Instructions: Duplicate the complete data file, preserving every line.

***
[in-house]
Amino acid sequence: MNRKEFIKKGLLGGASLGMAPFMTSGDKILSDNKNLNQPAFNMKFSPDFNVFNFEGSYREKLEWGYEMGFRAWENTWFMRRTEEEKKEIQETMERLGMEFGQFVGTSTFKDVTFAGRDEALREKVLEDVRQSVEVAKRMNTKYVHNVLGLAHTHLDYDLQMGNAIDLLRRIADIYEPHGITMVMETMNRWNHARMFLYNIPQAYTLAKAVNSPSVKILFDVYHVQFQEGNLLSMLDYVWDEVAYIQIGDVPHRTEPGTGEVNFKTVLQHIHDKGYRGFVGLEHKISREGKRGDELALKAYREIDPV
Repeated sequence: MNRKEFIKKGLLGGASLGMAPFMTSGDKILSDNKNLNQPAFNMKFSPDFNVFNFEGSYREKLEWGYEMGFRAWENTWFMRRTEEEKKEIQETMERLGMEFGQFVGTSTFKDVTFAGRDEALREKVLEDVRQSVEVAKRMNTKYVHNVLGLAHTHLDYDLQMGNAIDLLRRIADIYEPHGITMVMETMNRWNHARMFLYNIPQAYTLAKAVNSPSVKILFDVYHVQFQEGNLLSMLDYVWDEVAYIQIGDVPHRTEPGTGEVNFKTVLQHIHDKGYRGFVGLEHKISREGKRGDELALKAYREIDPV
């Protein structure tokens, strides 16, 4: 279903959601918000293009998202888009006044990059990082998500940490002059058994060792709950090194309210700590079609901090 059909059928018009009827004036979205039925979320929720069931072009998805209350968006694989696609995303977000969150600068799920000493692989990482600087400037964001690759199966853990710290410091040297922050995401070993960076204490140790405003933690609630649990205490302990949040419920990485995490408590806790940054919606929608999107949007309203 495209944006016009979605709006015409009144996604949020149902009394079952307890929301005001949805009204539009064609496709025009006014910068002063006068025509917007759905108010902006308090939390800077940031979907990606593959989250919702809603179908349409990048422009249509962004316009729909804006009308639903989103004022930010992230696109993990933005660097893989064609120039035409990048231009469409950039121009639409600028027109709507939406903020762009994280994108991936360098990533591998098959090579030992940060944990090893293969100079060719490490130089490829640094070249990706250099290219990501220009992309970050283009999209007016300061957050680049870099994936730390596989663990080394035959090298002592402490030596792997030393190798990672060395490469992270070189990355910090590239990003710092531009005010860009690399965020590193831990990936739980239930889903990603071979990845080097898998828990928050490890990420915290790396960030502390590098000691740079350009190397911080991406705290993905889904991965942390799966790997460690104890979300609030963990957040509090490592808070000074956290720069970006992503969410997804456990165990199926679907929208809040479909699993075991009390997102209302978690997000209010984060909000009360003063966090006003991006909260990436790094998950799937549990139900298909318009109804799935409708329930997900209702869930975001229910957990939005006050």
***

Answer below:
[in-house]
Amino acid sequence: MNRKEFIKKGLLGGASLGMAPFMTSGDKILSDNKNLNQPAFNMKFSPDFNVFNFEGSYREKLEWGYEMGFRAWENTWFMRRTEEEKKEIQETMERLGMEFGQFVGTSTFKDVTFAGRDEALREKVLEDVRQSVEVAKRMNTKYVHNVLGLAHTHLDYDLQMGNAIDLLRRIADIYEPHGITMVMETMNRWNHARMFLYNIPQAYTLAKAVNSPSVKILFDVYHVQFQEGNLLSMLDYVWDEVAYIQIGDVPHRTEPGTGEVNFKTVLQHIHDKGYRGFVGLEHKISREGKRGDELALKAYREIDPV
Repeated sequence: MNRKEFIKKGLLGGASLGMAPFMTSGDKILSDNKNLNQPAFNMKFSPDFNVFNFEGSYREKLEWGYEMGFRAWENTWFMRRTEEEKKEIQETMERLGMEFGQFVGTSTFKDVTFAGRDEALREKVLEDVRQSVEVAKRMNTKYVHNVLGLAHTHLDYDLQMGNAIDLLRRIADIYEPHGITMVMETMNRWNHARMFLYNIPQAYTLAKAVNSPSVKILFDVYHVQFQEGNLLSMLDYVWDEVAYIQIGDVPHRTEPGTGEVNFKTVLQHIHDKGYRGFVGLEHKISREGKRGDELALKAYREIDPV
């Protein structure tokens, strides 16, 4: 279903959601918000293009998202888009006044990059990082998500940490002059058994060792709950090194309210700590079609901090 059909059928018009009827004036979205039925979320929720069931072009998805209350968006694989696609995303977000969150600068799920000493692989990482600087400037964001690759199966853990710290410091040297922050995401070993960076204490140790405003933690609630649990205490302990949040419920990485995490408590806790940054919606929608999107949007309203 495209944006016009979605709006015409009144996604949020149902009394079952307890929301005001949805009204539009064609496709025009006014910068002063006068025509917007759905108010902006308090939390800077940031979907990606593959989250919702809603179908349409990048422009249509962004316009729909804006009308639903989103004022930010992230696109993990933005660097893989064609120039035409990048231009469409950039121009639409600028027109709507939406903020762009994280994108991936360098990533591998098959090579030992940060944990090893293969100079060719490490130089490829640094070249990706250099290219990501220009992309970050283009999209007016300061957050680049870099994936730390596989663990080394035959090298002592402490030596792997030393190798990672060395490469992270070189990355910090590239990003710092531009005010860009690399965020590193831990990936739980239930889903990603071979990845080097898998828990928050490890990420915290790396960030502390590098000691740079350009190397911080991406705290993905889904991965942390799966790997460690104890979300609030963990957040509090490592808070000074956290720069970006992503969410997804456990165990199926679907929208809040479909699993075991009390997102209302978690997000209010984060909000009360003063966090006003991006909260990436790094998950799937549990139900298909318009109804799935409708329930997900209702869930975001229910957990939005006050």